Today on Blogcritics
Home » Music » Independent Spirit Paula Cole Returning with First Indie Release

Independent Spirit Paula Cole Returning with First Indie Release

Please Share...Print this pageTweet about this on Twitter0Share on Facebook0Share on Google+0Share on LinkedIn0Pin on Pinterest0Share on TumblrShare on StumbleUpon0Share on Reddit0Email this to someone

It’s no big news in the 21st century when a major-label artist goes indie. But 17 years after Paula Cole’s big 1990s hits, her independent debut marks a striking turn in a quirky career.

Remember Paula Cole? If not her name, you probably know her once-ubiquitous hit “I Don’t Want to Wait,” which served as the theme song to the mystifyingly popular teen soap Dawson’s Creek. That single and the more eccentric “Where Have All the Cowboys Gone” came from her breakout self-produced 1996 sophomore album This Fire, which resulted in a Best New Artist Grammy and a nomination for Producer of the Year, the first such nod for a solo woman. But tastes are fickle, her next album wasn’t nearly as successful, and after 1999 she took a long hiatus.

After eight years Cole returned to the recording studio with a new label, and released two albums that didn’t make much of a splash. But with Raven, her brand new disc, coming out April 23 as the first she’s released without a label, she could be poised for a renaissance.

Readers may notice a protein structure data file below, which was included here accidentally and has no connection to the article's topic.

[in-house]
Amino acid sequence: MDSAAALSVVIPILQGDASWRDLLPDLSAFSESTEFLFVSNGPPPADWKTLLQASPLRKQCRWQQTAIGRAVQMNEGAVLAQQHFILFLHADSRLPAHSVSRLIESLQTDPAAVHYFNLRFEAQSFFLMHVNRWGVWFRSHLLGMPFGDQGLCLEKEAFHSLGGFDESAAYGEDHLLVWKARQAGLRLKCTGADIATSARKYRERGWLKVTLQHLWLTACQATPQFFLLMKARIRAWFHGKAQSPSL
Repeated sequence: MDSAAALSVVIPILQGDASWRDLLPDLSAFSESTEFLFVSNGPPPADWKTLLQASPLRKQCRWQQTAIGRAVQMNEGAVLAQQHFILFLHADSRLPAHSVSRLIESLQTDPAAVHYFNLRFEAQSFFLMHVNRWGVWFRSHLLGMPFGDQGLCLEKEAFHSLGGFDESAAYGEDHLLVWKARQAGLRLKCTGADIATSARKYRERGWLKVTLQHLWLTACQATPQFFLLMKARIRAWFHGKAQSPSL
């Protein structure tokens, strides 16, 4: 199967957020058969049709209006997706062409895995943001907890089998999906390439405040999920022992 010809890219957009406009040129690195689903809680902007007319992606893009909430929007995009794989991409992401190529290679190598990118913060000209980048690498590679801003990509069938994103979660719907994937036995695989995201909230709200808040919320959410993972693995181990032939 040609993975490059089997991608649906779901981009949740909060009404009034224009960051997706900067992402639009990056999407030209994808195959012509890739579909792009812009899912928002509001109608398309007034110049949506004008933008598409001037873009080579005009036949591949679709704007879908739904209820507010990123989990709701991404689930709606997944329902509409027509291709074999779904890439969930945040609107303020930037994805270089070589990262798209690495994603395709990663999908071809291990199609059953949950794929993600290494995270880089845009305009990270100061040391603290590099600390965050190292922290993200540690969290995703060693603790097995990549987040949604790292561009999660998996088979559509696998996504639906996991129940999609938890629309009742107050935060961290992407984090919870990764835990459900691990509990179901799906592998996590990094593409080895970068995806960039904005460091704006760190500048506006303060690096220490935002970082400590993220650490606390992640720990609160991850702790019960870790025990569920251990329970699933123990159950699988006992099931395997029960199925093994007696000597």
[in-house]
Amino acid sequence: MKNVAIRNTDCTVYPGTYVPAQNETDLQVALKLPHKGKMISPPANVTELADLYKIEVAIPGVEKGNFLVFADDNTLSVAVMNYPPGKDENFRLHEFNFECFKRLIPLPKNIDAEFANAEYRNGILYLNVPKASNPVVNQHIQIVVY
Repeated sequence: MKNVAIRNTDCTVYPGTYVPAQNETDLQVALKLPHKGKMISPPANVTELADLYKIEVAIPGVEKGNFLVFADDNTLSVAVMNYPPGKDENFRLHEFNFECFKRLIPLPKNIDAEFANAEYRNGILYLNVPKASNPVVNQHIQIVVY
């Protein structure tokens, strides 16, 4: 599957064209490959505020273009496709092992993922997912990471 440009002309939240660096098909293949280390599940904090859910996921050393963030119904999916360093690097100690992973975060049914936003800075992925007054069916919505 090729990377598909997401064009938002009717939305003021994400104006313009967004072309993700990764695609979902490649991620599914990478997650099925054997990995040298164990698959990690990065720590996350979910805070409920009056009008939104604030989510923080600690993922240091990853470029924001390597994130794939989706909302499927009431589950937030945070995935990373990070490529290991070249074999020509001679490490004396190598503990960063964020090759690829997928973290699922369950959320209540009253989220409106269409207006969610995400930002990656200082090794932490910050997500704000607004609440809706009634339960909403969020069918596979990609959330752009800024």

Raven‘s 11 songs are full of Cole’s trademark liquid leaps from her mellow mid-scale vocals into soprano territory. They feature some arty, non-traditional arrangements, like the dark atmospherics of “Manitoba” and “Imaginary Man”; the elemental thumps (along with bassist Tony Levin’s Chapman stick) driving “Billy Joe”; and the Nirvana-like dynamics of “Secretary.”

In addition to Levin, the backing musicians include some humpback whales, and everyone’s under Cole’s control: Always an independent spirit even when signed to a major label, she took the reins in the studio for this project as well. Bringing to bear all her songwriting maturity, emotional depth, and a voice that’s gotten a little richer while losing none of its clarity and range, she’s making a strong play to gain a fresh audience, or at least reel in more of those young alt-rocking 1990s fans who’ve since gone off to listen to who knows what.

Powered by

About Jon Sobel

Jon Sobel is an Executive Editor of Blogcritics as well as lead editor of the Culture & Society section. As a writer he contributes most often to Culture, where he reviews NYC theater; he also covers interesting music releases. He writes the blog Park Odyssey, for which he is visiting and blogging every park in New York City—over a thousand of them. Through Oren Hope Marketing and Copywriting you can hire him to write or edit whatever marketing or journalistic materials your heart desires. By night he's a working musician: lead singer, songwriter, and bass player for Whisperado, a member of other bands as well, and a sideman.